Nautilus cup, Soapstone figures, Indo China, Kangxi period, circa 1675. Oriental silver gilt mounts. Height 32 cm, 12.8 x 10 cm (foot) © Salomon Stodel Antiquités
The conchiolin is elaborately carved in the cameo technique in the Indo Chinese manner, being set in silver gilt mounts that both protects and intergrates this object.
The Kangxi period soapstone figure, represents Lo-Han standing on a square silver gilt cushion with tassels on each corner, mounted on an octagonal lobed rock crystal base with a silver gilt rim inset with red glass diamant cut stones. A small greenish soapstone fingure of a seated monk is mounted on top of the nautilus shell.
A special detail is the delicate pierced carving of the inner chambers of the curl of the shell in the shape of a sea monster.
Provenance: Private collection, The Netherlands; acquired in 1970 from Bernhard Stodel, Amsterdam
Literature: Exh. cat., 22ste Oude Kunst- en Antiekbeurs, Delft, Antiek (5) 1970-1971, no. 1, p. 49 ill.
Attributed to the Metaale Pot Factory, under the patronage of Lambertus van Eenhoorn (active between 1691-1724), A figure of Pu-Tai-Ho-Shang (Bodhisattva), Delft, circa 1700. Black Delftware, 12.7 x13.4 cm © Salomon Stodel Antiquités
Pu-Tai-Ho-Shang was a Chinese Monk. He is wearing a losely draped robe to reveal his corpulent belly, with a polychrome floral decoration in 'famille verte' style. His right hand resting on his right knee, and his left hand holding a long stemmed pipe.
The figure of Pu-Tai-Ho-Shang with a 'mirror black' glaze belly, head (except his eyes) and hands can be attributed to the prestigious Metaale Pot Factory under the patronage of Lambertus van Eenhoorn, well known to have mastered the application of mirror black glaze on Dutch Delftware from the late seventeenth and the beginning of the eighteenth century.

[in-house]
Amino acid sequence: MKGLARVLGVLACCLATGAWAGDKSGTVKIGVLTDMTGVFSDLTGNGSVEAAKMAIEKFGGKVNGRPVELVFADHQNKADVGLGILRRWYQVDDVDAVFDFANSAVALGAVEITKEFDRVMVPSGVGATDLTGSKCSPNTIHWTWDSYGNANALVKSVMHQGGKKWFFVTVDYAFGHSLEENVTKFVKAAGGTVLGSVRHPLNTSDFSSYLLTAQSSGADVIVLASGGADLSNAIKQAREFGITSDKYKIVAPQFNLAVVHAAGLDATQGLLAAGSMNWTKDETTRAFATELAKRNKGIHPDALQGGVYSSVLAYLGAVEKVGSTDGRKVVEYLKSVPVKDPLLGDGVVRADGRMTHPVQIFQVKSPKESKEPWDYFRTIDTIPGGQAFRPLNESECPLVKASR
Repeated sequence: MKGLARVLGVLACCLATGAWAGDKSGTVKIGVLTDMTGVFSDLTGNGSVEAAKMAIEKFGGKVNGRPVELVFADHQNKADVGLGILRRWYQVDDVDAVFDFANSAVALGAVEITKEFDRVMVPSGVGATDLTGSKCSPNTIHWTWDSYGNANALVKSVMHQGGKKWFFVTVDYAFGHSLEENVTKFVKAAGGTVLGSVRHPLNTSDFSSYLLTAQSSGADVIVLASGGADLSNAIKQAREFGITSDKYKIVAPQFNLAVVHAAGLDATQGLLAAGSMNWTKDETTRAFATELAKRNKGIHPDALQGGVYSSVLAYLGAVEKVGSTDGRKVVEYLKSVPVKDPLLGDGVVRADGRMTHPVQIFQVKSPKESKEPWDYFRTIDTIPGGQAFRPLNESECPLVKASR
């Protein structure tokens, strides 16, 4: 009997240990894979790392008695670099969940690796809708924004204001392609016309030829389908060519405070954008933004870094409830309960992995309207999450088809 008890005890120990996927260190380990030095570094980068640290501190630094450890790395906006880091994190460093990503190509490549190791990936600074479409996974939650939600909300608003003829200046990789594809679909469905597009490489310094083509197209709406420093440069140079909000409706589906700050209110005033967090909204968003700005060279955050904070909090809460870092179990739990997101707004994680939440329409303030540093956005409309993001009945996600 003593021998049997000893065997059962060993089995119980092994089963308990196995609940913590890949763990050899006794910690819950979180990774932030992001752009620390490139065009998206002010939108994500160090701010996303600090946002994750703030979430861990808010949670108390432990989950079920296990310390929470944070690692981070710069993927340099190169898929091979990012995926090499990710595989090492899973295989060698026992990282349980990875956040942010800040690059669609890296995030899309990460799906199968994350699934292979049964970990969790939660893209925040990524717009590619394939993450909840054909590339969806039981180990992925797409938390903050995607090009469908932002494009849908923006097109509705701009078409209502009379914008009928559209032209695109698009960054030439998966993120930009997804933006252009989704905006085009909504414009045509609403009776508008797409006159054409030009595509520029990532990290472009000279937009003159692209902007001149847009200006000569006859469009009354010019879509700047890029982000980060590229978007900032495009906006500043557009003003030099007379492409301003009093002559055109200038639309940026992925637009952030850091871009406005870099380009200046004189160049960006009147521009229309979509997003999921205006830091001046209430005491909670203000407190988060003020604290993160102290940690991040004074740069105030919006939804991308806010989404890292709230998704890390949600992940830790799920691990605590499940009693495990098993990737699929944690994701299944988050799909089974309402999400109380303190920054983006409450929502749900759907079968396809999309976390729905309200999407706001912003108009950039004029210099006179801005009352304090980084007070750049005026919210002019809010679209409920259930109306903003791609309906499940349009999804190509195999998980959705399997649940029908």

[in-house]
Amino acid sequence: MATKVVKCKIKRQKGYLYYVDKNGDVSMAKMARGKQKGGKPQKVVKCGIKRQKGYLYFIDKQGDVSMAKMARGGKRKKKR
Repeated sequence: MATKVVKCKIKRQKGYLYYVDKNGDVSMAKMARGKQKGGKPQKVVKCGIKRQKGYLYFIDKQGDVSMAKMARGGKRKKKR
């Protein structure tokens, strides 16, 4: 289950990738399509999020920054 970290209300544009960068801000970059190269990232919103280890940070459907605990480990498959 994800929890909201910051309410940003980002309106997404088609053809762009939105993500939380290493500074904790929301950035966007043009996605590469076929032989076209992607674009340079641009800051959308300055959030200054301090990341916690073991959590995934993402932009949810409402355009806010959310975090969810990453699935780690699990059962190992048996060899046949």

It was inspired by Oriental lacquer wares as well as by the Chinese 'famille noire' porcelain of the Kangxi period. Delftware with black glaze was extremely difficult to produce and was the rarest production of just a very few Delftware factories around 1700. Less than 70 pieces of black Delftware are recorded and most of them are not marked.
Provenance: Nicolier, Paris; Joseph M. Morpurgo, Amsterdam
Literature: Jean Nicolier, 'Delft', in Connaissance des Arts (33) 15 November 1954, p. 55; Het Wondere Zwart van Delft, Museum Willet Holthuysen, 1962, no. 51 with ill.; Kunsthandelaar Verzamelaar, C.I.N.O.A. Amsterdam 1970, no. 229 with ill.; Exh. cat. 35th Art and Antiques Fair Delft, 1983, p. 51 with ill.; Related literature: R. Aronson and J. Huiskamp, Dutch Delftware sur la table, cat. 2016, pp. 36-39
Salomon Stodel Antiquités at TEFAF Maastrich 2017, Stand 134